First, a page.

It has been a pretty meteoric rise, what would you put your success down to? Is it just your technique, your minds?
Max: I think that first of all it is….we all have such different tastes in music. I guess that’s the foundation of what we’ve written but when it comes to gigs and being in the public eye, it’s got a big help from Holy Roar. Just from the getgo. The first album right through.
Chainey: A our management and stuff. I always get confused about who does what.
It’s like a tree with many branches isn’t it?
Max: Yeah exactly. It was just like a snowball effect with more people that had heard about us.
Chainy: and European promotion stuff, I don’t know who does what.
Max: If anything it is like the culture just embraced us and we just became part of it. So you know the culture is already here. You know the scenes going on; the sort of UK music scene that’s going on at the moment and it felt like we just became part if it.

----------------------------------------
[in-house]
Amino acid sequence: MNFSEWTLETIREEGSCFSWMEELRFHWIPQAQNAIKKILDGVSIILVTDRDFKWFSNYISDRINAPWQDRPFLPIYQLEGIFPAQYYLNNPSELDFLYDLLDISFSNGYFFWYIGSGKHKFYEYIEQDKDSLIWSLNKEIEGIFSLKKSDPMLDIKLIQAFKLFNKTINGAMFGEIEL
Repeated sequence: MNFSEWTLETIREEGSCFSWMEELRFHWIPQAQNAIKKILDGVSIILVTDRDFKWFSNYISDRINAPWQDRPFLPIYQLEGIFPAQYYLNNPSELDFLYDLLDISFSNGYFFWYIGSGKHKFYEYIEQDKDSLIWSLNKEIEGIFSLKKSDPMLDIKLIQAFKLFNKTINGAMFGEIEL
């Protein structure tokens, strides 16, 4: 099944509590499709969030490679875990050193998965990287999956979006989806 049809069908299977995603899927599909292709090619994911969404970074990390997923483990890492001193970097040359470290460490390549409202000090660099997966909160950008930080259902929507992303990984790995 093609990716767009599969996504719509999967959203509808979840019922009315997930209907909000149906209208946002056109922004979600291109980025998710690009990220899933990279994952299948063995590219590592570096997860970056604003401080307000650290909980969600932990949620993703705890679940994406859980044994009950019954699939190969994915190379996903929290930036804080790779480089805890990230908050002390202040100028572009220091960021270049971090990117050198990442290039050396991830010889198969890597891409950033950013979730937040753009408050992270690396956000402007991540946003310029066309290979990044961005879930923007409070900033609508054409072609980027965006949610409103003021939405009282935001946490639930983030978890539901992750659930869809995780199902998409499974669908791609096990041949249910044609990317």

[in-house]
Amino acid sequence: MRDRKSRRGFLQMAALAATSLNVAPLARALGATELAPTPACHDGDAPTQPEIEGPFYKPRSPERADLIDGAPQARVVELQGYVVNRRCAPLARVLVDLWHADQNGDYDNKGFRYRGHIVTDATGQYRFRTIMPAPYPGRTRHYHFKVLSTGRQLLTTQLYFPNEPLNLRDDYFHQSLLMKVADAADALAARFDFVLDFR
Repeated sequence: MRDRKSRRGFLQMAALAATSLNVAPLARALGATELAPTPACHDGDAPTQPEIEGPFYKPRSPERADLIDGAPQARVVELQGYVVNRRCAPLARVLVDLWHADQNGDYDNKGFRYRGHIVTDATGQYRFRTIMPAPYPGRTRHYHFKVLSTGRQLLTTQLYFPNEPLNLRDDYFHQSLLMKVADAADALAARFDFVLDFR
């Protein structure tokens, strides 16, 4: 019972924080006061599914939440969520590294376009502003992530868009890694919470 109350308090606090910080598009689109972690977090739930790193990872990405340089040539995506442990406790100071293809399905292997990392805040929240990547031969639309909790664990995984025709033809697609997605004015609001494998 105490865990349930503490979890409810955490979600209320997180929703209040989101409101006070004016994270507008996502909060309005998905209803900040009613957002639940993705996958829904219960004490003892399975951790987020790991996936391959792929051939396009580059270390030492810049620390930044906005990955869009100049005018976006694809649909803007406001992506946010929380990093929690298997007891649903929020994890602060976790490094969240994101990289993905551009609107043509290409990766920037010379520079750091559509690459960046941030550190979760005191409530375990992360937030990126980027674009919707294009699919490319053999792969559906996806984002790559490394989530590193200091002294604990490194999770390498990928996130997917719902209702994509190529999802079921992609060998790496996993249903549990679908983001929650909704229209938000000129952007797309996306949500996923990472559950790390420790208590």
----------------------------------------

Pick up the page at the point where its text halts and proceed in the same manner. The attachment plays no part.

Marc: I think it was the fact that it all came as part of a package. We had the songs, we had like a, maybe not a message but a…
Max: A direction
Marc: A direction yes, and there was art with it as well. That’s why Holy Roar were interested in it in the first place. We literally sent them the art, the record and everything in the background and he was like “yep, that’s it”. They were really happy with it and I think that people like that. They like the aesthetic and the message; probably just as much as they like the music as opposed to just, oh the music. There’s more to it than just that. Without sounding too poncey.